Cyber Risk Auditor Raises $20M Amid ‘Viral’ Customer Growth

April 18, 2017, 12:39 PM UTC

CyberGRX believes it has solved a security problem that has long vexed many companies: How to ensure that third-party suppliers don’t provide a way for hackers to attack their networks? As Target can attest, these vendors—such as point-of-sale companies or caterers—can amount to a soft underbelly of a corporate network.

The solution is to create a clearinghouse for cyber-risk in which a third party, CyberGRX, vets the suppliers and confirms they are taking the right steps to keep hackers away. CyberGRX’s clearinghouse model, which is being used by the likes of private equity firm Blackstone and insurer Aetna, also saves chief security officers from spending hundreds of hours vetting individual vendors.

CyberGRX, which launched publicly in March, announced Tuesday it has raised a $20 million Series B round, led by Bessemer Venture Partners, and joined by other initial investors, including Aetna Ventures, Allegis Capital, ClearSky, GV (formerly Google Ventures), MassMutual Ventures, Rally Ventures, and TenEleven Ventures. The company has now raised $29 million in total.

“The adoption rate is very strong—in fact, it’s viral,” David Cowan of Bessemer told Fortune. “We have more customers than we can serve—there are already 10,000 vendors cached within our system.”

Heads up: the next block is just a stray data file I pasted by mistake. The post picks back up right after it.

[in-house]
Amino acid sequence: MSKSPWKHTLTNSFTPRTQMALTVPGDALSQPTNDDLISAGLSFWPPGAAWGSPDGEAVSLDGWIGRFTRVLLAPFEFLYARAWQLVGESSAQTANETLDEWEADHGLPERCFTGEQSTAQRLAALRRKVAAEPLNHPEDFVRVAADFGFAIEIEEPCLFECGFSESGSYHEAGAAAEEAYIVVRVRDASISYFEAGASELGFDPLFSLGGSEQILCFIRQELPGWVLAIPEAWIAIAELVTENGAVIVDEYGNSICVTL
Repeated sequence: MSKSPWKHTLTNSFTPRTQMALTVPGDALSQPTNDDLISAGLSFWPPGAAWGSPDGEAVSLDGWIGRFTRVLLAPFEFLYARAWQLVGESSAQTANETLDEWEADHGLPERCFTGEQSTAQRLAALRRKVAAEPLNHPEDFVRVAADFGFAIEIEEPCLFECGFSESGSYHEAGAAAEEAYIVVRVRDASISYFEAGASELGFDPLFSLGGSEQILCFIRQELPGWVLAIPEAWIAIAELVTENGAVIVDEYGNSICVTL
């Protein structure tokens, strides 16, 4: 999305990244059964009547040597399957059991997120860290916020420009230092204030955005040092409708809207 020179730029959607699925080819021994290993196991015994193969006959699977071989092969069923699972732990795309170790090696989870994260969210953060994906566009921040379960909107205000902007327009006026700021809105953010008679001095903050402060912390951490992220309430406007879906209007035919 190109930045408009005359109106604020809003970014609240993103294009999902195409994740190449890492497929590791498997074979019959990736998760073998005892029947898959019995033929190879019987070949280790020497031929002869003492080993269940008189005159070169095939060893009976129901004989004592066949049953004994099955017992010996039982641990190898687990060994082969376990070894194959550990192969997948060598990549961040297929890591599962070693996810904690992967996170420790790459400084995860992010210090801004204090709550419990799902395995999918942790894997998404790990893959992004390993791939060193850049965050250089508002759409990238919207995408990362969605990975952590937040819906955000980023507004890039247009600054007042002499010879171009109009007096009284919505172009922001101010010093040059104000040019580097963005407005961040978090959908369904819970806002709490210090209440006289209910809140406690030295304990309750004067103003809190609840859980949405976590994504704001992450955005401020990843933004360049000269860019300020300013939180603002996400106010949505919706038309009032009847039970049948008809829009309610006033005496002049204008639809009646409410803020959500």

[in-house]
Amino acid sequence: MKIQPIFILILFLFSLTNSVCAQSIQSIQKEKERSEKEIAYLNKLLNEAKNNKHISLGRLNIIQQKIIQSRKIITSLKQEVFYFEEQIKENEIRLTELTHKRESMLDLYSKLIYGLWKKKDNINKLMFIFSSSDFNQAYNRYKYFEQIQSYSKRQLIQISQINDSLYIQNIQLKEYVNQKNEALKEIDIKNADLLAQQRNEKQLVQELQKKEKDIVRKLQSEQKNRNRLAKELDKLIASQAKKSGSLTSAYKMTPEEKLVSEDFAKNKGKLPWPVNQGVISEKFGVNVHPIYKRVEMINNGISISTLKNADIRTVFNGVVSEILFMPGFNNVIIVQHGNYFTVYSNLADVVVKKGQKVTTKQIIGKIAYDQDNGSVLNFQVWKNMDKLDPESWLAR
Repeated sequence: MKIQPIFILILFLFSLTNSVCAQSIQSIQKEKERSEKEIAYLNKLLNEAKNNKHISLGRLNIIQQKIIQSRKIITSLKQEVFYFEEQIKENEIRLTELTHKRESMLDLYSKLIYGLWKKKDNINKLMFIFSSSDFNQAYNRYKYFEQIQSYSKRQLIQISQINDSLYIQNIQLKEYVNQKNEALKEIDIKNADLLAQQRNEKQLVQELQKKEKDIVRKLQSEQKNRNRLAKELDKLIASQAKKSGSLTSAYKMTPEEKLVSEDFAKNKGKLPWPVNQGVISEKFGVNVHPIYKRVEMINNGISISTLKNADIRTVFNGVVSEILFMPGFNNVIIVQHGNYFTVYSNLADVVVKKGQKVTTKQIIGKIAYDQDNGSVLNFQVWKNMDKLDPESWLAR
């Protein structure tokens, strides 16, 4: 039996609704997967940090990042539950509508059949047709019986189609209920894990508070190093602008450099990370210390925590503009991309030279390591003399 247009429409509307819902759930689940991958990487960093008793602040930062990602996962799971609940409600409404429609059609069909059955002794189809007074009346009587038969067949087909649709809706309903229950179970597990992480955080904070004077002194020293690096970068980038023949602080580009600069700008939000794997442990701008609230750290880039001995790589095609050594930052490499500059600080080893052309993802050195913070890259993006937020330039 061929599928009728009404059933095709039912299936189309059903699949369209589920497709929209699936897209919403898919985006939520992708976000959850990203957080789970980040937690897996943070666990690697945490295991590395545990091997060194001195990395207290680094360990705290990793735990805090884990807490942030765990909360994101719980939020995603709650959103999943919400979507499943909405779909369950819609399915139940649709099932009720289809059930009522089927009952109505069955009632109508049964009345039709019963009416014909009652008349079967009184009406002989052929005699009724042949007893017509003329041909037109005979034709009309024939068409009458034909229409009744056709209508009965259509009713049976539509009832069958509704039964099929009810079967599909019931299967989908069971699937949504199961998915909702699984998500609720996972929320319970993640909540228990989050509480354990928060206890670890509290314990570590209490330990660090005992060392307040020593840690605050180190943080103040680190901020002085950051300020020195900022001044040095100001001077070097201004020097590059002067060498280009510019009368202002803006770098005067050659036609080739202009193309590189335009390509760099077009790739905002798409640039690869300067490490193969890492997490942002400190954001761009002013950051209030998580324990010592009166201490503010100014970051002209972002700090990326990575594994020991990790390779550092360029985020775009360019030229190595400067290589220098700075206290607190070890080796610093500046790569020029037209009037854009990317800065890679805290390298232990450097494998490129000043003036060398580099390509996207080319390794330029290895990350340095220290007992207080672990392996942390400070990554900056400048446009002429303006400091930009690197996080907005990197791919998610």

The way the approach works is that customers who wish to use the clearinghouse complete an initial questionnaire about their cyber risks. CyberGRX then maintains the risk profiles and updates them every quarter. Companies that require extra assurances in specific areas can request CyberGRX to conduct additional vetting, though Cowan says few have needed to do this so far.

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The process can spare chief security officers from the tedious task of auditing dozens or hundreds of vendors to ensure they follow proper cyber-hygiene. Meanwhile, it ensures vendors do not have to prove their security competence over and over to each new customer—they can simply show they have been vetted by CyberGRX.

“There was such a gross inefficiency in the market—simply doing an audit once and making it available to everyone yields huge benefits, especially in cost,” said Cowan. “Anytime you take a manual industry and digitize it, you get enormous benefits re analytics and information.”

It’s too soon to say, of course, whether CyberGRX will achieve the goal of its investors, who believe it will become akin to a ratings agency like S&P or Moody’s, but for cyber-risk. It’s possible many enterprises will be reluctant to rely on a third party for such critical risk assessment, while a failure by CyberGRX to properly vet a vendor could undermine confidence in the platform.

But so far, CyberGRX’s clearinghouse concept appears to be going strong, aided by its original design partners, who also included ADP and MassMutual, in addition to Blackstone and Aetna.

Finally, the service could get a boost thanks to a push by federal and state regulators for companies to tighten up their cyber-security game. In Colorado, for instance, financial regulators are getting ready to impose new cyber-security measures on broker-dealers and investment advisers.

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